“We are very proud of our scholars and their accomplishments. 85% of program alum have continued on in health-related fields following college graduation.” – Joanne Levy, SUMR Program Co-Founder

A quarter-century strong, the Summer Undergraduate Mentored Research Program (SUMR) is where tomorrow’s health services leaders are born. What began as a small cohort of ambitious students has grown into a robust and impactful program that has created space for over 350 scholars from around the world and guide their journeys in advancing health equity. 

Founded in 2000 by the Leonard Davis Institute of Health Economics (LDI) and the Wharton School’s Health Care Management Department, SUMR was brought to life by the love and generosity of its founders, Mark Pauly and Joanne Levy. “The success stories of students conducting research on topics relevant to minorities, who then pursue Ph.D. programs and achieve academic success, are remarkable,” says Levy.

From Small Cohorts to Major Milestones

The SUMR program heats up the season by selecting undergraduate students to work with Penn faculty on various research projects throughout the summer. These projects range from seeking solutions for safe and affordable housing for vulnerable populations to exploring how policymakers can address substance use disorder, and advancing research on chronic diseases like breast cancer and hypertension. Over the years, the program has grown in size and prestige, introducing elements like GRE prep, lectures from leading experts, critical writing programs, and skill workshops to help support the scholars’ research careers.

SUMR scholar Patrick Arp introduces Rachel Werner, Executive Director of the Leonard Davis Institute, during a Lunch-and-Learn with fellow SUMR scholars. (Image: Madison Sumners)

As SUMR celebrates its 25th anniversary, the importance of diversity in health care becomes increasingly evident. “The more we can train scholars with an interest in these topics and with diverse backgrounds and perspectives, the more scientific evidence we will have to inform policy and reduce health disparities,” says Health Care Management Professor and SUMR Faculty Director, Claudio Lucarelli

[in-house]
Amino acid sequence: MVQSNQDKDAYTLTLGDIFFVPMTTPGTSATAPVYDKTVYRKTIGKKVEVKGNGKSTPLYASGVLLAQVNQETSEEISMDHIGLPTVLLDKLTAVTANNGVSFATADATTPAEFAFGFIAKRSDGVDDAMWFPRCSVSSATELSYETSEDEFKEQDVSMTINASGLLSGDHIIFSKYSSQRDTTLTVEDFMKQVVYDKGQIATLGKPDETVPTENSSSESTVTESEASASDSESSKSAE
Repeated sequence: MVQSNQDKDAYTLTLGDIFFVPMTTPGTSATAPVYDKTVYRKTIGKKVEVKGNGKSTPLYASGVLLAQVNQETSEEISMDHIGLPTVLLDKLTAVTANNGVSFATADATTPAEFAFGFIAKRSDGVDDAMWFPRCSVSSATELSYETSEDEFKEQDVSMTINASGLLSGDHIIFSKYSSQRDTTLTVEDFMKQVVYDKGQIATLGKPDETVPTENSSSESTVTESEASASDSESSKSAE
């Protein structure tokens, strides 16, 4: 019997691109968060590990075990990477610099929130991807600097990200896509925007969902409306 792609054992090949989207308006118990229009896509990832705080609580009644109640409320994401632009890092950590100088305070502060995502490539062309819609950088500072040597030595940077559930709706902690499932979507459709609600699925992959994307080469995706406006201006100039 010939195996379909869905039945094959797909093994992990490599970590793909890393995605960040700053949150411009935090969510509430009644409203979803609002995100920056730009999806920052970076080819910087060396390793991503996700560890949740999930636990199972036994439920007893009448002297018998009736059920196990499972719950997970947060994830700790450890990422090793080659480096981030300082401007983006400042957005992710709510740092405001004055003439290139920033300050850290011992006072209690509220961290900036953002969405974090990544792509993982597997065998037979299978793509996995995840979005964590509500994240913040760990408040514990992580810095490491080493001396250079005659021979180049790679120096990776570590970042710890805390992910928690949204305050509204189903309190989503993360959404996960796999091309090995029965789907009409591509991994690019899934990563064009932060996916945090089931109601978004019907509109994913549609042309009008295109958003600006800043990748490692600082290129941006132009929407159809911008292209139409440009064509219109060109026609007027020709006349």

The program believes that solving disparities in health care—such as the higher rates of heart disease, many cancers, diabetes, HIV/AIDS, and maternal mortality, among minority populations compared to white populations—requires health services researchers who understand the political, social, economic, and environmental realities contributing to these inequities.

Scholars on a Mission

The current cohort consists of 40 scholars from different universities (including Penn), countries, and diverse backgrounds, including first-generation, low-income, international, and LGBTQ+ students. These students, whether they come from the communities they are studying or have gained insight through their research and experiences, understand the healthcare disparities faced by these populations and are driven to create meaningful solutions. 

Elizabeth Nguyen, a student at Washington and Lee University, exemplifies this drive. “As a woman of color and member of the LGBTQIA+ community, my approach is shaped by the lens of oppression,” says Nguyen. Nguyen is a 2024 SUMR scholar working on two projects connected to Penn’s Department of Family and Community Health focusing on harm reduction interventions and housing programs for people living with HIV. She is driven by her passion for community-based healthcare, acknowledging how trauma from an unfair system shapes lives.